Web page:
Which Fabrics Make the Most Effective Covid-19 Face Covering?
Measure How Much Air Flows Through Different Fabrics
A variety of masks made from different types of fabric.
©Travis Kelleher, Baylor College of Medicine.
- Length: Variable
- Objectives and Standards
- Materials and
- Procedure and
- Handouts and
The COVID-19 pandemic already has killed more than 1 million people around the world and caused illness in more than 35 million. At the beginning of the pandemic, scientists did not have enough evidence about whether masks would be effective against SARS-CoC-2, the virus that causes COVID-19. Now, growing evidence shows that wearing face coverings prevents spread of the virus.
N95 masks, which are used in medical settings, block about 90% of aerosols down to a size of 0.3µm. Most fabric masks can block more than 80% of aerosols of 4–5µm (See "Face Masks, what the data say." Nature News Feature, Oct 6, 2020, https://www.nature.com/articles/d41586-020-02801-8).
Objectives and Standards
Students will test and evaluate the permeability of different fabrics and then reach conclusions about the suitability of different fabrics for use in face masks to protect against the spread of viruses and other microbes.
Science, Health, and Math Skills
NGSS Science & Engineering Practices
Asking questions and defining problems
Developing and using models
Planning and carrying our investigations
Using Mathematics and Computational thinking
Materials and Setup
Materials for Science Investigation
The teacher will use a set of materials such as those listed below to create a demonstration anemometer. The teacher also will need a handheld fan, hairdryer set at the lowest speed, or sheet of cardboard for the demonstration.
Students will need the following materials:
- "Anemometer Assembly Instructions" (see accompanying student page)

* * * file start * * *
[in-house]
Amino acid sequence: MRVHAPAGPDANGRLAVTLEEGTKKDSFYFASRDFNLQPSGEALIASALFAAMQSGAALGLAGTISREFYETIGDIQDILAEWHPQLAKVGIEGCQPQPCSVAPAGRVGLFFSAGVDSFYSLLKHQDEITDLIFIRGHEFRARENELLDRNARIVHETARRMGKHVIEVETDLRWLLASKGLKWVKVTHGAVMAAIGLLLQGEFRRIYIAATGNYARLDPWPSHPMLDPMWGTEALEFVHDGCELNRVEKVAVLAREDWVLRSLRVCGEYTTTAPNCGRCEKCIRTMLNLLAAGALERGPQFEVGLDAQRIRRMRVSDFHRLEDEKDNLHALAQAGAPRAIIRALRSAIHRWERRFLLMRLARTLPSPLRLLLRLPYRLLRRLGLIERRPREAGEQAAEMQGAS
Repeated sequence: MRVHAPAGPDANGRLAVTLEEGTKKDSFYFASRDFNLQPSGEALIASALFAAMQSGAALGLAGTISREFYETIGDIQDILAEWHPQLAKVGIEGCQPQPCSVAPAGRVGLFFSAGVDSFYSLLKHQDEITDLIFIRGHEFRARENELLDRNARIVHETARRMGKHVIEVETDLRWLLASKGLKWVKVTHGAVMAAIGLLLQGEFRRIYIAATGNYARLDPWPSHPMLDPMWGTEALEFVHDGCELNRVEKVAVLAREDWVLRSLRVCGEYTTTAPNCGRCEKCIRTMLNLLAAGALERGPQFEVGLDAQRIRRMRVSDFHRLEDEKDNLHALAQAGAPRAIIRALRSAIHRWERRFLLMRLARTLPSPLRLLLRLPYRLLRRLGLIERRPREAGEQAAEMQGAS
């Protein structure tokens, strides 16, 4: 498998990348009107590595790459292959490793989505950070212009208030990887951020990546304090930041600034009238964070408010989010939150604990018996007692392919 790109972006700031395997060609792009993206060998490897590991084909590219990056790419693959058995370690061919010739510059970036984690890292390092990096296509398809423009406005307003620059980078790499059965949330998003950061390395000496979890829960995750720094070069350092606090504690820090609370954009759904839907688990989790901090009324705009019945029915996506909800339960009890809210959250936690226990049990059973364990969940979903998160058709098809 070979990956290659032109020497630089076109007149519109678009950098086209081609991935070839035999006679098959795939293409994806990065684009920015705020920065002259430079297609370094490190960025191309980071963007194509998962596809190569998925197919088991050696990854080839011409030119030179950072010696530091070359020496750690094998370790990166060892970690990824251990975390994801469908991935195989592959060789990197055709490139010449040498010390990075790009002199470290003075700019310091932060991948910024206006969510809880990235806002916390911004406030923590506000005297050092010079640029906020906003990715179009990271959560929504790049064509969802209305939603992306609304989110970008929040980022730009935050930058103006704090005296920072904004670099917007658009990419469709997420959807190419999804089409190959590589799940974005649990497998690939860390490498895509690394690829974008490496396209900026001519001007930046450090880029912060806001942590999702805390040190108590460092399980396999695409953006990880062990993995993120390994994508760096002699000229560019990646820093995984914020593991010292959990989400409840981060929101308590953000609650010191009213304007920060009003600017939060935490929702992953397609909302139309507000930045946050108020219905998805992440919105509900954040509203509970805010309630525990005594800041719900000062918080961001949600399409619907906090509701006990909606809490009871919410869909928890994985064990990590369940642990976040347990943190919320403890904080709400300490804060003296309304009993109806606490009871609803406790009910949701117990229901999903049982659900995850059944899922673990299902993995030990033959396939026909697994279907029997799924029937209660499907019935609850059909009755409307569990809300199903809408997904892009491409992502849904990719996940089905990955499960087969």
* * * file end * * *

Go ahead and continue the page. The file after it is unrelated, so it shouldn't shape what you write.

- printed copies of the paper patterns and instructions for making the tester: parts 1 and 2
- sheet of cardboard, such from as a pizza or cereal box, approximately 8 in. x 10 in.
- glue, such as white school glue or a glue stick
- sharpened pencil
- tape, such as masking tape, painter’s tape, or clear plastic tape
- nail or pointed punch
- a variety of test fabrics, such as a tee shirt, pillowcase, handkerchief, kitchen towel, bandana, or washcloth (it is not necessary to cut the fabric)
- handheld hairdryer (optional). If students will be testing their anemometers in the classroom or with other people, they will need to use a hairdryer set to “cool” and the lowest speed to test the various fabrics.
Setup and Teaching
Build an anemometer following the assembly instructions so that you can demonstrate its use to students. You’ll need a small fan or sheet of cardboard to create a breeze for the demonstration. To avoid having students breathing through various fabrics in the classroom, consider having students construct their anemometers at school but conduct the fabric tests as an assignment at home. Or, have students use a handheld hairdryer to test the fabrics in the classroom.
Procedure and Extensions
- Begin the lesson by asking, Why is it important to wear face coverings during the COVID-19 pandemic? Accept all responses and discuss.
- Explain that the masks we wear during this pandemic and other disease outbreaks have two main functions. They protect the wearer from breathing in virus-laden moisture droplets, and they protect others from droplets breathed out by the wearer that may contain virus particles. COVID-19 is caused by a coronavirus called SARS-CoV-2. Unfortunately, symptoms of COVID-19 may not appear for 2 to 14 days, so a person may not know he or she has the virus. During that time, a person infected with the virus who does not wear a mask or take other precautions (such as careful hand washing or physical distancing) can unknowingly pass the infection to family, friends, and strangers.
- The virus particles are extremely small—far too tiny to be seen through the most powerful optical microscopes. Only advanced electron microscopes can image virus particles. Ask, If virus particles are so small, how can protective masks stop them? Accept responses and discuss.